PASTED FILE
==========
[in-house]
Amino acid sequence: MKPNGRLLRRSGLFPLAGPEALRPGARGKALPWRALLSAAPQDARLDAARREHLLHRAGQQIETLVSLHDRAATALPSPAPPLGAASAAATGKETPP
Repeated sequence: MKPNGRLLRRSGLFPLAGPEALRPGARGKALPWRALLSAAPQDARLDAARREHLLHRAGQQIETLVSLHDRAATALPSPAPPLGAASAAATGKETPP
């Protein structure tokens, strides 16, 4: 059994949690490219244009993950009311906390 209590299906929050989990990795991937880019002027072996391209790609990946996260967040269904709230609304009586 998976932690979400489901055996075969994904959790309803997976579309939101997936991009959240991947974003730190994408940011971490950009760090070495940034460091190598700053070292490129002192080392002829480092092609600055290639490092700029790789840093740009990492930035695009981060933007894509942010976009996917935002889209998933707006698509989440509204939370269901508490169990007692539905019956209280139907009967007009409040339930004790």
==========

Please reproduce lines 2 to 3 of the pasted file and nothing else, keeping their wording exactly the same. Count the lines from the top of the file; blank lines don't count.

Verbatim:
Amino acid sequence: MKPNGRLLRRSGLFPLAGPEALRPGARGKALPWRALLSAAPQDARLDAARREHLLHRAGQQIETLVSLHDRAATALPSPAPPLGAASAAATGKETPP
Repeated sequence: MKPNGRLLRRSGLFPLAGPEALRPGARGKALPWRALLSAAPQDARLDAARREHLLHRAGQQIETLVSLHDRAATALPSPAPPLGAASAAATGKETPP